Benefits of Vitamin B3 (Niacin)
Vitamin B3, also known as niacin, is one of the water-soluble B-complex vitamins. It is a highly versatile nutrient that contributes to over fifty different metabolic processes in the body. These processes convert sugars, proteins, and fatty acids into usable energy. Just like the other B vitamins, niacin is important for energy creation but also has many other health benefits. Some of the benefits of vitamin B3 include:
- Vitamin B3 is required for a healthy digestive system. It is needed to create hydrochloric acid, which is the primary acid involved in breaking down and digesting food. Niacin also protects the pancreas.
- Vitamin B3 is used to maintain skin health. It has also been used to help reduce acne.
- Niacin helps the body eliminate toxins.
- It is necessary to produce certain hormones.
- Vitamin B3 helps enzymes to function correctly. Several enzymes must become active. Enzymes are important compounds that are integral to healthy bodily processes.
- It contributes to the regulation of gene expression and functions.
- Vitamin B3 stimulates circulatory function and is good for general heart health. It lowers cholesterol levels by keeping it from accumulating in the arteries and liver. Niacin also helps to raise levels of good cholesterol (HDL) and decrease levels of bad cholesterol (LDL). Vitamin B3 can also enhance the effectiveness of some medications prescribed to lower cholesterol.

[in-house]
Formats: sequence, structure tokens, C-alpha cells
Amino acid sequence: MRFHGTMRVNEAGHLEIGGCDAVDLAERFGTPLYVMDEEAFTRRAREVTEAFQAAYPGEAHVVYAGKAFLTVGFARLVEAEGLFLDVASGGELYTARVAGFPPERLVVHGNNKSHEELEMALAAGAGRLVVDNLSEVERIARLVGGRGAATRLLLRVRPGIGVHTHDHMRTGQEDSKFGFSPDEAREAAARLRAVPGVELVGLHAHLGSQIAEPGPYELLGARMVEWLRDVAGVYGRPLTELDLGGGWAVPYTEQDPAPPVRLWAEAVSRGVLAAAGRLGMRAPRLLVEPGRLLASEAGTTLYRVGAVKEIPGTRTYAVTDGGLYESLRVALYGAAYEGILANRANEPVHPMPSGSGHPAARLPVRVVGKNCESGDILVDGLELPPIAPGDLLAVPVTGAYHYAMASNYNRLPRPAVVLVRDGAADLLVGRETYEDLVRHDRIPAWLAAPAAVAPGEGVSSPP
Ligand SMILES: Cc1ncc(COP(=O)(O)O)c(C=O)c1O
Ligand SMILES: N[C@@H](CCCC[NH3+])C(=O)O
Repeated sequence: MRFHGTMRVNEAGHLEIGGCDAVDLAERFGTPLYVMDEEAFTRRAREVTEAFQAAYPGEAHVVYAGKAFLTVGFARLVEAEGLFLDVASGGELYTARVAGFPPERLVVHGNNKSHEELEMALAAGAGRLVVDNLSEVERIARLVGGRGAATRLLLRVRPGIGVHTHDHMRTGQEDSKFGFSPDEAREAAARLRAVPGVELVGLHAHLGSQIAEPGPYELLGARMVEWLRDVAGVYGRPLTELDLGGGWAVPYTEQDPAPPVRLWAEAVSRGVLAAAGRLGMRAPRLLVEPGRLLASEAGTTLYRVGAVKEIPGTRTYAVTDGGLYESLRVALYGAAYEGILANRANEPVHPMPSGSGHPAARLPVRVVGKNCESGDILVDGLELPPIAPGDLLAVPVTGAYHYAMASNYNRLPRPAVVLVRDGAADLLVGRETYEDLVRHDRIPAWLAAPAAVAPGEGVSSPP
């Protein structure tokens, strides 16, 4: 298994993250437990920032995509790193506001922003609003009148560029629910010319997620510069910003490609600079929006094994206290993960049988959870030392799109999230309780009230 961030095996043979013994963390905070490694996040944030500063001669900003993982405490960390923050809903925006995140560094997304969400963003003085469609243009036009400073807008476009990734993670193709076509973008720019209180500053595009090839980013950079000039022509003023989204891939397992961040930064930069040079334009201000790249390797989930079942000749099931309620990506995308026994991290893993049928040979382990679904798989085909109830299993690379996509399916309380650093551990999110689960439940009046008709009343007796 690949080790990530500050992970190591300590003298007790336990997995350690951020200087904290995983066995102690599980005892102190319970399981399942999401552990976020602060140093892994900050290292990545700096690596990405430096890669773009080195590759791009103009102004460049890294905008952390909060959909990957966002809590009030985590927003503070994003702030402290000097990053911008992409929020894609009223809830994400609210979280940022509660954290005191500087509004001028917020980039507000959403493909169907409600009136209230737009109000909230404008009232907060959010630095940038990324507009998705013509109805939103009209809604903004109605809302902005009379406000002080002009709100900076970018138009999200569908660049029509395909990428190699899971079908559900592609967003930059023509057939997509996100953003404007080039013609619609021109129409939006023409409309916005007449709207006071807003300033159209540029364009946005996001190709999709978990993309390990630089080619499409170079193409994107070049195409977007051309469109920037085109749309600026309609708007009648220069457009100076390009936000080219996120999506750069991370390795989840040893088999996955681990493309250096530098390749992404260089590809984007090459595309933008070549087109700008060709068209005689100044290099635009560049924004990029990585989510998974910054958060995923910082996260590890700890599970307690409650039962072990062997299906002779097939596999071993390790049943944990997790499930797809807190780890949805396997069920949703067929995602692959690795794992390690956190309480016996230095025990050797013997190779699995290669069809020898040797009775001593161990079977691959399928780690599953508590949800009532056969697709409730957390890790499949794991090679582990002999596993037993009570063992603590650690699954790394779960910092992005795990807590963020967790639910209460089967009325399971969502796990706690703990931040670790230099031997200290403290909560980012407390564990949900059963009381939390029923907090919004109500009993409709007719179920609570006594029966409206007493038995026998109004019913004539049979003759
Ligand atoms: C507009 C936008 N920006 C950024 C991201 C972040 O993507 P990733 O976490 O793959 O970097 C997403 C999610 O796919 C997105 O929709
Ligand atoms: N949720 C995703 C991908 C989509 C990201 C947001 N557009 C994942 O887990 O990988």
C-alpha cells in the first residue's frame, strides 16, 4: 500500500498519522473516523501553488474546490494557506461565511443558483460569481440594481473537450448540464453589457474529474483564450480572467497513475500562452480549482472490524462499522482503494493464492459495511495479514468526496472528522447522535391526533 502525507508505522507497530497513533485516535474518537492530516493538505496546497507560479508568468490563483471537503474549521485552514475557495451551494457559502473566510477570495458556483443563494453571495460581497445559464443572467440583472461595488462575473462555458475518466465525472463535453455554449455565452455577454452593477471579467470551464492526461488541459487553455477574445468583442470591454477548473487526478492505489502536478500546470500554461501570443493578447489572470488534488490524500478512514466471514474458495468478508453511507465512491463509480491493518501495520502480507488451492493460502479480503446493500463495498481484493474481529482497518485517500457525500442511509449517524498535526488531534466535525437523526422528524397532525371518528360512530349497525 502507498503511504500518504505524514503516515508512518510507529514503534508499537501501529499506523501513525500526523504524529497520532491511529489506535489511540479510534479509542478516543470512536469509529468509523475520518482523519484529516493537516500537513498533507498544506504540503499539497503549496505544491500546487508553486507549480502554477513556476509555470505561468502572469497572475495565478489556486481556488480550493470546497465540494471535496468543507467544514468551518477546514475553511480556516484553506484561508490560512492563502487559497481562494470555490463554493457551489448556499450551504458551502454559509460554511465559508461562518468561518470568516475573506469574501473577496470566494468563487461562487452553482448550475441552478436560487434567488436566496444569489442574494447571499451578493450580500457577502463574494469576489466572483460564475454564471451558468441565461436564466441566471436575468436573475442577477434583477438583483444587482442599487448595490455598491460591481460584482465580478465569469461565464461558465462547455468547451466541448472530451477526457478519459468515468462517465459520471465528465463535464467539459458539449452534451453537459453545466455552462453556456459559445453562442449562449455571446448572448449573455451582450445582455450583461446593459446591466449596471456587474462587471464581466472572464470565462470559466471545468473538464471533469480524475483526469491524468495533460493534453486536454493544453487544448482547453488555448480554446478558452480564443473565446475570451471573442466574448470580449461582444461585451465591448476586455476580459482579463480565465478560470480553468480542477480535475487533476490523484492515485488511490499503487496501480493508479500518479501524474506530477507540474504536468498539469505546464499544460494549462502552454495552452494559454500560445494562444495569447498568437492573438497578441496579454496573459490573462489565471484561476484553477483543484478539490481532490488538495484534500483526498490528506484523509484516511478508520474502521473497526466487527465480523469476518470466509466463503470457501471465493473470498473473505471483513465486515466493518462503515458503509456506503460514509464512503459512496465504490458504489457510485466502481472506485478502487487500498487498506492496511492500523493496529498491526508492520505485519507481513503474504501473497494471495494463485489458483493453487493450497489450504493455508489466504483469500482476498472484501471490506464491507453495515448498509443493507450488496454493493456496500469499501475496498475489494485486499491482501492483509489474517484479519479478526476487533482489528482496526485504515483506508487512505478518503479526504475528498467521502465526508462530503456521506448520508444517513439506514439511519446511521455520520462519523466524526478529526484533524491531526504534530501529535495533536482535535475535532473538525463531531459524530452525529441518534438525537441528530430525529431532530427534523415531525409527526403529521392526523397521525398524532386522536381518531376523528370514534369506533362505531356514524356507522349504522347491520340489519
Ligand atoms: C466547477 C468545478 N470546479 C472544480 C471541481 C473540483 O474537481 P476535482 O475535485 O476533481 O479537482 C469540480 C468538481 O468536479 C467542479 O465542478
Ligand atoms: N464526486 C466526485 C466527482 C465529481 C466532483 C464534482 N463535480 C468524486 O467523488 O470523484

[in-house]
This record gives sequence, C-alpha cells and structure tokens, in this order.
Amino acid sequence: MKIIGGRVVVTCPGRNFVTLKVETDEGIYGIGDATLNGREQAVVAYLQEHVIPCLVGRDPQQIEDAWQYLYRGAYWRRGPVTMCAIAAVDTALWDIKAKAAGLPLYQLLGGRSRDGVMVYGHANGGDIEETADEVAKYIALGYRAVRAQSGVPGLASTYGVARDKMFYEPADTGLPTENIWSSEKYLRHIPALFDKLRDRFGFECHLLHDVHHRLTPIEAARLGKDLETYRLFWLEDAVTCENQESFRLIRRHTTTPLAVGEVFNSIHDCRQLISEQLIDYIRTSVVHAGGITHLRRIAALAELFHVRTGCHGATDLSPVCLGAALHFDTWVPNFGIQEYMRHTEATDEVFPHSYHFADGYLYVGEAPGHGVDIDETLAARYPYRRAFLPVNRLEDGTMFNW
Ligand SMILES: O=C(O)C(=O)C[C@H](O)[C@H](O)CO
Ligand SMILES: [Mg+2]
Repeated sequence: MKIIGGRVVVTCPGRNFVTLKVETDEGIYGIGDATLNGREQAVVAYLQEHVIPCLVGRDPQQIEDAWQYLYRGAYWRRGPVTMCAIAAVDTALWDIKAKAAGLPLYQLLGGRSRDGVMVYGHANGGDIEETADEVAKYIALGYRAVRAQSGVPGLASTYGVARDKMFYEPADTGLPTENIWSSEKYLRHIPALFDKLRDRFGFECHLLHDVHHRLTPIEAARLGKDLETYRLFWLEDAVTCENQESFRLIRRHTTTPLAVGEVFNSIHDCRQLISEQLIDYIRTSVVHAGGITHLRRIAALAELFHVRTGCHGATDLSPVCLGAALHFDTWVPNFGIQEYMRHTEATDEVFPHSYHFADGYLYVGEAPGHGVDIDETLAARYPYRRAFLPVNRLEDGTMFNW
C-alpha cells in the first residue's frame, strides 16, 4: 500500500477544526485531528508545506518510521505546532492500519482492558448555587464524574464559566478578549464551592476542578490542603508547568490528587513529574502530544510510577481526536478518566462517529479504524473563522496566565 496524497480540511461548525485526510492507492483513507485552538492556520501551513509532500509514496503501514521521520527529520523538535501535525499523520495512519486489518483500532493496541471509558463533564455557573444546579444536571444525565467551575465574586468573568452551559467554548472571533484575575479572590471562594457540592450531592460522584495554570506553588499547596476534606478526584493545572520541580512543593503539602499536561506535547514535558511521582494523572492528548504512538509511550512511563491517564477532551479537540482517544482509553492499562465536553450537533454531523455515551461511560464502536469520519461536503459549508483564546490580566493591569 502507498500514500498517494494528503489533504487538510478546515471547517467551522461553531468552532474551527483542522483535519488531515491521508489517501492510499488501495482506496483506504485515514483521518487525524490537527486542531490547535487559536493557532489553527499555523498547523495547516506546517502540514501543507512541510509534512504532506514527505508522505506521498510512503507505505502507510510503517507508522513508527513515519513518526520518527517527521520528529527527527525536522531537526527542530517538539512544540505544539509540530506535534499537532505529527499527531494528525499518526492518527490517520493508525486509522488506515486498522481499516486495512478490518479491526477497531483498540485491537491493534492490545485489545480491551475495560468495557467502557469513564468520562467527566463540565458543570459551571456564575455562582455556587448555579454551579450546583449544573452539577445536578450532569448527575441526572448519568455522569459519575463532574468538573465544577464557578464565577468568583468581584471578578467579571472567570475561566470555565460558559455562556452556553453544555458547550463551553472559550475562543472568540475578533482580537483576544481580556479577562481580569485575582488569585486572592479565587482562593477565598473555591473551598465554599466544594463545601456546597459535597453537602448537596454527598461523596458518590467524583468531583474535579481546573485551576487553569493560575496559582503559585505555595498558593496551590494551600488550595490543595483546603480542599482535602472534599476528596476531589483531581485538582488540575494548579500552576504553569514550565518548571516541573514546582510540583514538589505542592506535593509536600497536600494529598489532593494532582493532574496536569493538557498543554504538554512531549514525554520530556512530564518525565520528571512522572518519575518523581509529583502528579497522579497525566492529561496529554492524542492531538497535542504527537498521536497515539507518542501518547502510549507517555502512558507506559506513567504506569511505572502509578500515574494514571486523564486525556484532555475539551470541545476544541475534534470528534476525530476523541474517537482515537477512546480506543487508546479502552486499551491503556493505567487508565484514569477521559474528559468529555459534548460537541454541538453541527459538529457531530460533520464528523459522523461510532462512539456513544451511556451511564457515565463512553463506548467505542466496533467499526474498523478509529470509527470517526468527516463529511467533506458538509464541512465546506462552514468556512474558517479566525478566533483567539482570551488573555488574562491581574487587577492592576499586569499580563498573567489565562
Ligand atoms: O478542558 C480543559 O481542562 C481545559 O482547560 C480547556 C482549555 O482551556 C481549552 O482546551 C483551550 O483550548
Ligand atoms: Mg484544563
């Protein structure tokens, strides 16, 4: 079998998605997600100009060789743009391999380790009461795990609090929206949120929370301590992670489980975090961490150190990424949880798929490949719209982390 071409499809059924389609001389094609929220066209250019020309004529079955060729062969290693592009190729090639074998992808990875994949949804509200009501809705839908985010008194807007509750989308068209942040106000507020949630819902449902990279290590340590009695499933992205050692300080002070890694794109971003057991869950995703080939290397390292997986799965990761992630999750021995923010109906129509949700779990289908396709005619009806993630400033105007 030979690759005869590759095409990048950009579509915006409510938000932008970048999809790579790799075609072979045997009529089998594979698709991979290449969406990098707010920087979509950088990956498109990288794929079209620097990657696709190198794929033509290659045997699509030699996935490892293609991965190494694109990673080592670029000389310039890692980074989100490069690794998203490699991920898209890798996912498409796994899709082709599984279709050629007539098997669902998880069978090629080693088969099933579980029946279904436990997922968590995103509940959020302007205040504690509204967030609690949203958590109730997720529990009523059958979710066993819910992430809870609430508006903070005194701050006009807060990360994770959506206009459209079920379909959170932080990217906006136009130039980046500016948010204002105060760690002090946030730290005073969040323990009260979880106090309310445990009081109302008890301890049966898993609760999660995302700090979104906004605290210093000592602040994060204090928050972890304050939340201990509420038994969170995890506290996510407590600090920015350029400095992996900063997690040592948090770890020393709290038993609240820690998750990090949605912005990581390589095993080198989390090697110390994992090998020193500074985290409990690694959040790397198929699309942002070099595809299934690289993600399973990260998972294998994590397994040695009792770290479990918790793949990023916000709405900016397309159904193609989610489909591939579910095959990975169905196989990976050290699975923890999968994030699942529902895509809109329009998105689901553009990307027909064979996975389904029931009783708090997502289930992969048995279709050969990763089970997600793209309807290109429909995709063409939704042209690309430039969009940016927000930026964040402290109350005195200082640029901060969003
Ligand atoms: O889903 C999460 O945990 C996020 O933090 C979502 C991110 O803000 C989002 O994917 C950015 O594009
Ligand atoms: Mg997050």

- Together with chromium, it contributes to the regulation of healthy blood sugar levels.
The function of Vitamin B3 (Niacin)
Vitamin B3, exists in two main types: Niacin (nicotinic acid) and niacinamide (nicotinamide). The third kind of vitamin B3 called inositol hexaniacinate is found in some supplements. Both forms of vitamin B3 function the same as nutrients. However, for medical uses, they have different roles. Nicotinic acid is used as an anti-hyperlipidemic. Nicotinamide is sometimes used as an anti-diabetogenic.
Vitamin B3 (niacin) is essential for good digestion and converting food into energy.
Niacin works with the other B vitamins in the body processes which convert macro-nutrients (carbohydrates, fat, and protein) into energy that is usable by the body. Niacin is not only required to metabolize energy sources but also to grow and maintain healthy cells and body tissues. It is needed to produce hydrochloric acid for digestion, to produce hormones, and it also acts as an antioxidant and detoxifier.
The body can convert tryptophan (one of the amino acids) into niacin, an amino acid.amino acid. However, it is not efficient to do so. About 60 mg of tryptophan are required to produce 1 mg of Niacin.
Vitamin B3 is mostly stored in the liver. Most absorption of the nutrient happens in the intestines. Niacin absorption is very efficient and doses of up to 4 grams can be absorbed.
A deficiency of vitamin B3 can cause pellagra. Pellagra is a condition primarily seen in alcoholics, those who suffer from malnourishment, and in people who have multiple nutritional deficiencies.
Dietary sources of vitamin B3 include foods from animal and vegetable sources. It can be found in milk, lean, white meats (like chicken and pork), and fish. Some vegetable sources include broccoli and carrots. Foods made from fortified grains can also be good sources.
Ingesting very large quantities of vitamin B3 could cause liver damage, ulcers, and skin rashes. When large doses are administered to help reduce cholesterol levels, it can cause skin flushing and itching, as well as low blood pressure. This dosage generally measures over 100 mg per day of nicotinic acid.